Opinion | Michigan must prioritize investment in safety, prosperity, equity

Program Director of MI-CEMI, Chuck Warpehoski, penned a brilliant op-ed for Bridge Michigan. It provides an overview of the desired focus on criminal justice reform in Michigan 2024. We have reproduced it below.

When Governor Whitmer announced her budget recommendations for 2024-2025, it was with wind in her sails on public safety. The COVID crime spike has come down statewide, and Detroit had its lowest crime rate since 1966.

While many factors drive this improvement in public safety, smart budget investments are paramount to preventing violence, including improved programs that help people with criminal records succeed in the workforce. As the Legislature gets to work on the 2024-2025 state budget, we call on them to prioritize investing in a safer Michigan by funding programs that improve safety, expand prosperity, and advance equity.

Chuck Warpehoski headshot
Chuck Warpehoski is the Program Director Michigan Collaborative to End Mass Incarceration.

Prevent violence by investing in community

 Lansing has given a lot of attention to recruiting police to respond after a crime takes place, but often police lack the trust, relationships, and skills to prevent violence in the first place. Community Violence Intervention programs recruit trusted messengers to build rapport with people at risk of committing violence and help prevent disputes from ending in bloodshed.

CVI is a data-driven policy with a proven track record in Michigan and across the country, contributing to recent reductions in violence. We applaud the governor’s call for $5M of one-time funding and $500K of recurring funding, and we call on the legislature to find an enduring, long-term funding stream for CVI. Fire departments and restaurant inspectors don’t worry that their funding will go to zero next year, and CVI programs need that same stability.

Fund Conviction Integrity Units

 The number of exonerations from the conviction integrity units in Michigan show a key truth about the criminal legal system: sometimes even the best of us get things wrong.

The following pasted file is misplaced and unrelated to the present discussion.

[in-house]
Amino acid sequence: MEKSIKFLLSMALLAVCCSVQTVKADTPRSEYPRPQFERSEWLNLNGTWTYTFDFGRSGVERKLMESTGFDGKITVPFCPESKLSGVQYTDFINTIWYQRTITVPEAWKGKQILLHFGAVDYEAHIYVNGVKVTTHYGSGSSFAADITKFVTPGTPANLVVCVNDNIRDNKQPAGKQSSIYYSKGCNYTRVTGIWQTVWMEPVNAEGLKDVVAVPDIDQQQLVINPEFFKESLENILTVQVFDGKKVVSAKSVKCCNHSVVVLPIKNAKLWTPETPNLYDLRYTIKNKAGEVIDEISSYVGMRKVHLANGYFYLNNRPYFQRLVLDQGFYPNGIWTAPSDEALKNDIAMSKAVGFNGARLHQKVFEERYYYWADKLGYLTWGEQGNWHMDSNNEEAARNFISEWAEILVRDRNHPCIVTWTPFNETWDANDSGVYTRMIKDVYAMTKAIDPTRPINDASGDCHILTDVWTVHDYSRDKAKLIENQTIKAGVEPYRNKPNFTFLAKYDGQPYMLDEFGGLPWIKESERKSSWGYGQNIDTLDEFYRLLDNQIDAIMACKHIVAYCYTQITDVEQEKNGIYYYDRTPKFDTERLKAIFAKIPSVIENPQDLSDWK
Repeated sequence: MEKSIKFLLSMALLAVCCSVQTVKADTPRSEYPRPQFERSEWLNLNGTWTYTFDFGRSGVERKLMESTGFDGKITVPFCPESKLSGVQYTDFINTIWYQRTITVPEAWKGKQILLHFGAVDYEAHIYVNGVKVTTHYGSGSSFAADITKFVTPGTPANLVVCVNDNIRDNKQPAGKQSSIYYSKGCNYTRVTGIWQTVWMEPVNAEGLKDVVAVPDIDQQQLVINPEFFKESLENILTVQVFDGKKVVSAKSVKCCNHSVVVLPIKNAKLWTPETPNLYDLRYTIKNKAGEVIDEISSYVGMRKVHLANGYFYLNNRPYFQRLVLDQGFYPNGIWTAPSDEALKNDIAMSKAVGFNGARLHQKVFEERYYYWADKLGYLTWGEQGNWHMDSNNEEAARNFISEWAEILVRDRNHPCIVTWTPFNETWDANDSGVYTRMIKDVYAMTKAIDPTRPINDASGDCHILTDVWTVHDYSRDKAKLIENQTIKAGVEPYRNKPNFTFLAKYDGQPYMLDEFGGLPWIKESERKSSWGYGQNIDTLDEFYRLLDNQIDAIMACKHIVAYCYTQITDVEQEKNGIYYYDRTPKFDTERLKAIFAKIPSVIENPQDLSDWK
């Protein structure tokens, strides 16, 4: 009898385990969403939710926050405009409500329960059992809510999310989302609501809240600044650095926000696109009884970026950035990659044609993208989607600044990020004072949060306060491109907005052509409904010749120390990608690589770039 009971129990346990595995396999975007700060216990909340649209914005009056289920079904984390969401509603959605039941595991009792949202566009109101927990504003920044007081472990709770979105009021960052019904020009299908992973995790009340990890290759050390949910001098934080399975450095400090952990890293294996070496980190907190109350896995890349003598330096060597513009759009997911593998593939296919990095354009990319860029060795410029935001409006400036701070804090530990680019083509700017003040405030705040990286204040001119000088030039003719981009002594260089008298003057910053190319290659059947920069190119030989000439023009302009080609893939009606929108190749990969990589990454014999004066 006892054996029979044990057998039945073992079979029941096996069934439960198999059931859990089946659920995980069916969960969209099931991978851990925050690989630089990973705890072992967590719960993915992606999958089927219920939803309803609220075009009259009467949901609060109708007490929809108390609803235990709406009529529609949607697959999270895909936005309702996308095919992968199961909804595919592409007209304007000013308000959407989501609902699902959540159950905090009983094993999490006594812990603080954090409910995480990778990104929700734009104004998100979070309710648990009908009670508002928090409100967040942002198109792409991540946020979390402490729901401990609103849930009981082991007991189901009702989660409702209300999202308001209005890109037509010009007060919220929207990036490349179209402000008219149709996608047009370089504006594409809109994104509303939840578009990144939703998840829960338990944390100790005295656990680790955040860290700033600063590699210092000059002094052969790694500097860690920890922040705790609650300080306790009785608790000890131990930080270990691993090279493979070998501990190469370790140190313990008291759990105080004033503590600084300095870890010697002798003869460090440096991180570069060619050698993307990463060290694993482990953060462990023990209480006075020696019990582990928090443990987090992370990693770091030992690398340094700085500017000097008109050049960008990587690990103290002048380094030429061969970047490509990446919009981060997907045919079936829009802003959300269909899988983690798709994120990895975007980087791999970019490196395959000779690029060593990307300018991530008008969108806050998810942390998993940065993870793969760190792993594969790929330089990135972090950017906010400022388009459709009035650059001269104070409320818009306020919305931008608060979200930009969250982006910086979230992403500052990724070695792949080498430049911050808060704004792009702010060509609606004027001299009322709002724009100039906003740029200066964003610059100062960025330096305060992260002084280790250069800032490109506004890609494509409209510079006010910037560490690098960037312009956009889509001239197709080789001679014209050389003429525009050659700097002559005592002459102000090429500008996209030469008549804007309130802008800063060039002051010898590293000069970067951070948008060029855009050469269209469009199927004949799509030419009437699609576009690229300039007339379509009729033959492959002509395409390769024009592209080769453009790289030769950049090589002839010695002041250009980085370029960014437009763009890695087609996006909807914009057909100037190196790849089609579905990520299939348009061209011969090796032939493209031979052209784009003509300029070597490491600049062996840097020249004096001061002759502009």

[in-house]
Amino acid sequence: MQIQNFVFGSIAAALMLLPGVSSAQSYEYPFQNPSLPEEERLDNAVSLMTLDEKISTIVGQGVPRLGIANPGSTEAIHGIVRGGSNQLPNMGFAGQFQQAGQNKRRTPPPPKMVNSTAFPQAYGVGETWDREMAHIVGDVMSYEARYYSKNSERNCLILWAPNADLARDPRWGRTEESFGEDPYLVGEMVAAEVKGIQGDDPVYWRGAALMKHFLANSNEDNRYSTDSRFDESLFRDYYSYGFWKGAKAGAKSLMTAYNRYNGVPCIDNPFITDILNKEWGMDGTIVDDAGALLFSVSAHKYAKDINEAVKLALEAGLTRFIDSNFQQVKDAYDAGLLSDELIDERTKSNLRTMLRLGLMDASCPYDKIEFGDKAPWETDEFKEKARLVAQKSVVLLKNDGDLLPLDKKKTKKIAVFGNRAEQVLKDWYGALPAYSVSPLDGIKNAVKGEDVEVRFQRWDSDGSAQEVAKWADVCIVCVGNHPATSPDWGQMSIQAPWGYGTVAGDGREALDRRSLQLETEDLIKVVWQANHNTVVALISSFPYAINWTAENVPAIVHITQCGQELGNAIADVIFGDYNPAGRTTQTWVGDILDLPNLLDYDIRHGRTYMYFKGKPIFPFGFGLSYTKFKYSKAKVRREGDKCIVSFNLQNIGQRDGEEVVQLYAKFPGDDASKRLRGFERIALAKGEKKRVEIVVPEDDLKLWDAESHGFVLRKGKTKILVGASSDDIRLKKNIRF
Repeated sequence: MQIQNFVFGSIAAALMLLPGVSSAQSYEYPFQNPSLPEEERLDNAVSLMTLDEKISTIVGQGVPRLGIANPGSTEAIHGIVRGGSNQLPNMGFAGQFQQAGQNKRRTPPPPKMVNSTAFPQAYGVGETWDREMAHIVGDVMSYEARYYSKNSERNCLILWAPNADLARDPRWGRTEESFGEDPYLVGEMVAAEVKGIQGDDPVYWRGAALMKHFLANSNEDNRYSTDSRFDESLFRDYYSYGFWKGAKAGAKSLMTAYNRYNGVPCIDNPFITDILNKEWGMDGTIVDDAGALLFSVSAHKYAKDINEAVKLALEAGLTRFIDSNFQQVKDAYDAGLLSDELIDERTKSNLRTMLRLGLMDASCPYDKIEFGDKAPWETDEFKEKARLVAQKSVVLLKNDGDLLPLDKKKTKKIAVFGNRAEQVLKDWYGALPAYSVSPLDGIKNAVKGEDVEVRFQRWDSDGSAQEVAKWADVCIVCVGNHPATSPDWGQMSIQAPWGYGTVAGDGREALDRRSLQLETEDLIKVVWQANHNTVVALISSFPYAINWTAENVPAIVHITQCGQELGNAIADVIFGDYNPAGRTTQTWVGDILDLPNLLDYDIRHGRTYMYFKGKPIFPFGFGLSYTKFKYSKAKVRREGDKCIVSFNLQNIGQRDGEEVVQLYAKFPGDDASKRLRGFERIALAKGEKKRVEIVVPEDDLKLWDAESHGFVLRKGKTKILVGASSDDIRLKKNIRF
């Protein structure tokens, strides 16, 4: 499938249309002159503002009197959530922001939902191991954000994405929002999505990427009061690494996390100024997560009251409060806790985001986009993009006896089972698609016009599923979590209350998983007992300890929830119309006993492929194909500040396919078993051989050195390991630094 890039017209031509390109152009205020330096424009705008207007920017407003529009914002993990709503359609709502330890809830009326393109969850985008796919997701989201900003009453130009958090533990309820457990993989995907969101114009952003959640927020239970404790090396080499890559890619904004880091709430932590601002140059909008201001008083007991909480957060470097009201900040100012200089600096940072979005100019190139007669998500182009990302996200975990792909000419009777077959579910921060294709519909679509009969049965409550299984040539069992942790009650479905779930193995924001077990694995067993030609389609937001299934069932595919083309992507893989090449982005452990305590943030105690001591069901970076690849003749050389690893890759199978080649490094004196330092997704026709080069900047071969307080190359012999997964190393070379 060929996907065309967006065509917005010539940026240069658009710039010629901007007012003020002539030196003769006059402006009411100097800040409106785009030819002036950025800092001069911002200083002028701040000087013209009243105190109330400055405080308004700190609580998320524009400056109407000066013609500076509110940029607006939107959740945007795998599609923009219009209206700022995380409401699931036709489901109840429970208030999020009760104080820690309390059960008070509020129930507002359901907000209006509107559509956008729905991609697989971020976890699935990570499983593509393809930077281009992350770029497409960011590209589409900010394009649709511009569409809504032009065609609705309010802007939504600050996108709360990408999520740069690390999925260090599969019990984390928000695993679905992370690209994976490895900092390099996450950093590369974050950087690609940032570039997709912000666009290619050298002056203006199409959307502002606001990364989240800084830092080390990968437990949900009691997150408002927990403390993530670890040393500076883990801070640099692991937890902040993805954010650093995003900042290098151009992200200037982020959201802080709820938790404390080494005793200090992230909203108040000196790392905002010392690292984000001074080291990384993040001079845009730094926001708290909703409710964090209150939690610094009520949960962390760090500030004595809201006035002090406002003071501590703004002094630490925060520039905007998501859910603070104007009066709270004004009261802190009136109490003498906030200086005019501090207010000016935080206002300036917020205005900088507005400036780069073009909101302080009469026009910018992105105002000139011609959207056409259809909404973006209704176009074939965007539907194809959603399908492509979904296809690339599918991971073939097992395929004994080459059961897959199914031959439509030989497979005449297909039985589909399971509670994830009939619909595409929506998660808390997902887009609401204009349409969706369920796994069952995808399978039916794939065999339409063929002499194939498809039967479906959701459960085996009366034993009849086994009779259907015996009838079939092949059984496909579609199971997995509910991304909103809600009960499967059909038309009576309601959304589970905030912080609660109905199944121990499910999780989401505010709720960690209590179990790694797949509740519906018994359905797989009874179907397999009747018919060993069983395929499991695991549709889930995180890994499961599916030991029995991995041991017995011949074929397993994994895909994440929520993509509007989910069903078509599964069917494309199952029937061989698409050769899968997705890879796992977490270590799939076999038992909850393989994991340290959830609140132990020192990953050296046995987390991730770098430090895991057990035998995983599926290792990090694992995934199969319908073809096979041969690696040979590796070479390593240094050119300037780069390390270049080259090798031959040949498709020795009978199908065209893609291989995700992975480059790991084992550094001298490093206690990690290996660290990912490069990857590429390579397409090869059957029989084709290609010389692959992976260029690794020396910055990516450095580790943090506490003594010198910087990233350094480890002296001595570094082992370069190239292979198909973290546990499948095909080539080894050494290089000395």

The stakes are high when we’re talking about the power to take away someone’s freedom, especially when we remember that convicting the innocent means that the guilty party has evaded consequences. That’s why it’s vital to have checks and balances in place in the form of conviction integrity units to investigate innocence claims.

Elected prosecutors have the power and discretion to act in the interest of justice when there is no legal recourse through the courts. Without a CIU, innocent people, who have no, or little chance of success through the courts, have the opportunity for relief from their wrongful conviction. The 2024-2025 budget must provide funding to establish or expand county-level conviction integrity units.

Create Juvenile Defense Standards

The bipartisan Michigan Task Force on Juvenile Justice Reform unanimously recommended to “Expand the Michigan Indigent Defense Commission to include development, oversight, and compliance with youth defense standards in local county defense systems.” While legislation to enact this recommendation is pending in the legislature, we encourage lawmakers to allocate the funding now to conduct the research, data analysis, and compliance framework to develop these youth defense standards.

Prepare people who are incarcerated for successful return to society

Most people sentenced to prison will return to their communities after serving their sentence. Most formerly incarcerated individuals will overcome the many barriers they face upon reentry and stay out of trouble. It is in everybody’s interest to tilt the scales in support of successful reentry, beginning while people are still in prison.

We applaud the Governor’s proposed educational investment at Thumb Correctional Facility. We must improve access to health care for Michigan’s incarcerated population by getting rid of costly copays. We also must ensure that money spent in the prison system is spent appropriately, by improving record keeping and increasing transparency.

When it comes to punitive practices like solitary confinement and taking away family visits, both of which increase trauma and impede successful reentry, they should be eliminated.

And lastly, we must improve upon Michigan’s successful Clean Slate law by allocating funding to establish a Clean Slate portal so that formerly incarcerated individuals can check their status.

Last year’s decrease in violence is not an anomaly. It is the result of thoughtful, long-term solutions implemented at the community level that do not rely on mass incarceration or over-policing.

These common-sense budget recommendations provide a roadmap for the Legislature to keep Michigan communities safe, while providing second chances for those formerly incarcerated. Our lawmakers need to hear from us that we support these policies as well as ensuring that they are adequately funded in the upcoming budget, the safety of our communities depends on. Show your support by taking action at https://bit.ly/mibudget2024.

The post Opinion | Michigan must prioritize investment in safety, prosperity, equity first appeared on Michigan Collaborative to End Mass Incarceration.